Mosquitoes able to smell humans better at night
The data, published in Nature: Scientific Reports, showed that the Anopheles gambiae mosquito in Africa, which is one of the major areas threatened by malaria transmitted by mosquitoes, is able to smell human host odorants better at night.
"This was an exciting opportunity to bring many people and techniques together to make some really fascinating findings on the mosquito's ability to smell humans, its host," Samuel Rund, a doctoral candidate in the laboratory of Duffield and a former Eck Institute for Global Health Fellow, said. "Just think, during the day the mosquito is sleeping and doesn't need to smell you. But when the sun goes down, the mosquito's olfactory system becomes extra-sensitive, and she is ready to smell and then bite you."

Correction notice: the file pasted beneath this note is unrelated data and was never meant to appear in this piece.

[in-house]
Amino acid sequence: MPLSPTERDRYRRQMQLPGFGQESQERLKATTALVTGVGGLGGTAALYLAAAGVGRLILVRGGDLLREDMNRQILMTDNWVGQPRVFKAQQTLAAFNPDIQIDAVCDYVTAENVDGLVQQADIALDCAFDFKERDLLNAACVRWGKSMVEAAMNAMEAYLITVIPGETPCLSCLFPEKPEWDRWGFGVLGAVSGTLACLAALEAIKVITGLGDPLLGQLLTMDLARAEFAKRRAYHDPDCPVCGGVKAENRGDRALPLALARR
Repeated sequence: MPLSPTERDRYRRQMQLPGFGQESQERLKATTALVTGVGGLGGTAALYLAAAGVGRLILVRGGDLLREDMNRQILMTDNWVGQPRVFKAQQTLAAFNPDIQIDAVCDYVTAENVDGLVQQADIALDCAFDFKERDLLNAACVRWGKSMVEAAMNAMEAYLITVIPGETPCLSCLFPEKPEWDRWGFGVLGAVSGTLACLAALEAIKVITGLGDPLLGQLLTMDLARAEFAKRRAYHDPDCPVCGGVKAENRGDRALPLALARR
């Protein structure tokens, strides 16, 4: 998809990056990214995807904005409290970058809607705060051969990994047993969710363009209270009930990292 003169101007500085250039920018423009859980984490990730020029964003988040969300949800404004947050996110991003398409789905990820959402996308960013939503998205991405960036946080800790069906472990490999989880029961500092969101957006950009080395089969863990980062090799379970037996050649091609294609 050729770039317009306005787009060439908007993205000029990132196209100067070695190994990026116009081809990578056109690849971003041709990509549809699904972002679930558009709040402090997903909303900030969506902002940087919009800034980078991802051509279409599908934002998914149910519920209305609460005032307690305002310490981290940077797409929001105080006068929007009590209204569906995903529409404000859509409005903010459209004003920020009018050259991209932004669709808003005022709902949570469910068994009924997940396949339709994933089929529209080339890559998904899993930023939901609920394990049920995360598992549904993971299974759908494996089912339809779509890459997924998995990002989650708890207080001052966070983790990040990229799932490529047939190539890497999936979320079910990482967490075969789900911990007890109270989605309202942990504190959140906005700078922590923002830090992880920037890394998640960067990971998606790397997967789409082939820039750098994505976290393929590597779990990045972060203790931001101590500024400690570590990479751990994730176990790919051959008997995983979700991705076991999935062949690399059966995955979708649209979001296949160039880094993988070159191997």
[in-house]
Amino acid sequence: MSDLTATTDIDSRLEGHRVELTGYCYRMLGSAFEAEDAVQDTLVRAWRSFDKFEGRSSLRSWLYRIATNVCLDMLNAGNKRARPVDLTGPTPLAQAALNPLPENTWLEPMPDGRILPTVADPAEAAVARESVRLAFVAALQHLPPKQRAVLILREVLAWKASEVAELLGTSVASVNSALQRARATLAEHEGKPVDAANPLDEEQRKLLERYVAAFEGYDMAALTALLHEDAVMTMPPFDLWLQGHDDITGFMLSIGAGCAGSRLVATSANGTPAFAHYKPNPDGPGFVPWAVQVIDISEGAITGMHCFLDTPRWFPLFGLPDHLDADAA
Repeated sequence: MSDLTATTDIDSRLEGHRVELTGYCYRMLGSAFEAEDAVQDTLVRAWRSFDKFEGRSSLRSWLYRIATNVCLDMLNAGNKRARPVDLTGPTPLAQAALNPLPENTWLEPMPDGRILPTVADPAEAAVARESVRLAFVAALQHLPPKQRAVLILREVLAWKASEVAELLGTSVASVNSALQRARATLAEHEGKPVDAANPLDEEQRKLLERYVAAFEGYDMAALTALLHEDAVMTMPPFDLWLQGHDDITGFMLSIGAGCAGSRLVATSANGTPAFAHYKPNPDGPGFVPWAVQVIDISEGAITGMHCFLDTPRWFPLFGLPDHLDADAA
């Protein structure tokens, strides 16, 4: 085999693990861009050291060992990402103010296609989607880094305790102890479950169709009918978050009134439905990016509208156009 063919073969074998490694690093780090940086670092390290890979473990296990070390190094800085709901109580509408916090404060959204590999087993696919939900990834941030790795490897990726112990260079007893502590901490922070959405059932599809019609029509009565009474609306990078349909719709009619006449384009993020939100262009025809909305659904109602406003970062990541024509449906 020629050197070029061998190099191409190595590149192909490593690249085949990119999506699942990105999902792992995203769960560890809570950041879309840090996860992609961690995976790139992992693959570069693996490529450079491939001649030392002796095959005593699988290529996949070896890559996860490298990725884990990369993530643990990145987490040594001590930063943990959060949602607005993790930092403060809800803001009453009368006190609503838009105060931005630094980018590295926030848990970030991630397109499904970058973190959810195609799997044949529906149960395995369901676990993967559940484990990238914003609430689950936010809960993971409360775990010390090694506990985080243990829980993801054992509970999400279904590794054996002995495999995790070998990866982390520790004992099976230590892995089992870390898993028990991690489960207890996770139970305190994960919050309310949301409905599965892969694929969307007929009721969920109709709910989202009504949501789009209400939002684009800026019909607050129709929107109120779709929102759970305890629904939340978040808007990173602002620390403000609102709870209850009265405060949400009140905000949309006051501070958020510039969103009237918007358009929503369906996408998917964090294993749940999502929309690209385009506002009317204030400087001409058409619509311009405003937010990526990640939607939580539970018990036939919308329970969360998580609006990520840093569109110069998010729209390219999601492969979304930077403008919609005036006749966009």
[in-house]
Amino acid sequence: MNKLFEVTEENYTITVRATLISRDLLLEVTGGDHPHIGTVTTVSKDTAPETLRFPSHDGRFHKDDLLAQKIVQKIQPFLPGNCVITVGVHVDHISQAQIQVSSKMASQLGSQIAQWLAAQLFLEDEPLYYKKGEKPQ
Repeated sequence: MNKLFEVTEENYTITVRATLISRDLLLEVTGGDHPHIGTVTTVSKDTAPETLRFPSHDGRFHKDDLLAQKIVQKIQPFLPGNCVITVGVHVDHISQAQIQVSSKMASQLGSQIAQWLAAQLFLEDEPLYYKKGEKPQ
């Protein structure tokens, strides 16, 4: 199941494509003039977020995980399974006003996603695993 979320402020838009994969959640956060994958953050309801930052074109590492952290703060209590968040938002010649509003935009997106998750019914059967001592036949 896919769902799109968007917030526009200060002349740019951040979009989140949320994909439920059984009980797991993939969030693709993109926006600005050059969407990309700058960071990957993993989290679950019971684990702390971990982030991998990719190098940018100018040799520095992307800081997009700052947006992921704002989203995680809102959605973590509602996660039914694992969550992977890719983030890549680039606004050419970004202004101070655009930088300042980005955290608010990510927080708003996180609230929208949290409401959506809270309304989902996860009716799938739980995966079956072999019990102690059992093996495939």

The study examined a mosquito's ability to smell over a 24-hour period using proteomic, sensory physiological and behavioral techniques. Examining the role for a major chemosensory family of mosquito proteins, or odorant-binding proteins, in the daily regulation of olfactory sensitivities in the malarial mosquito was the first step. The team found that a daily rhythmic protein abundance of OBPs leaves mosquitoes with a high abundance at night, allowing them to better smell humans.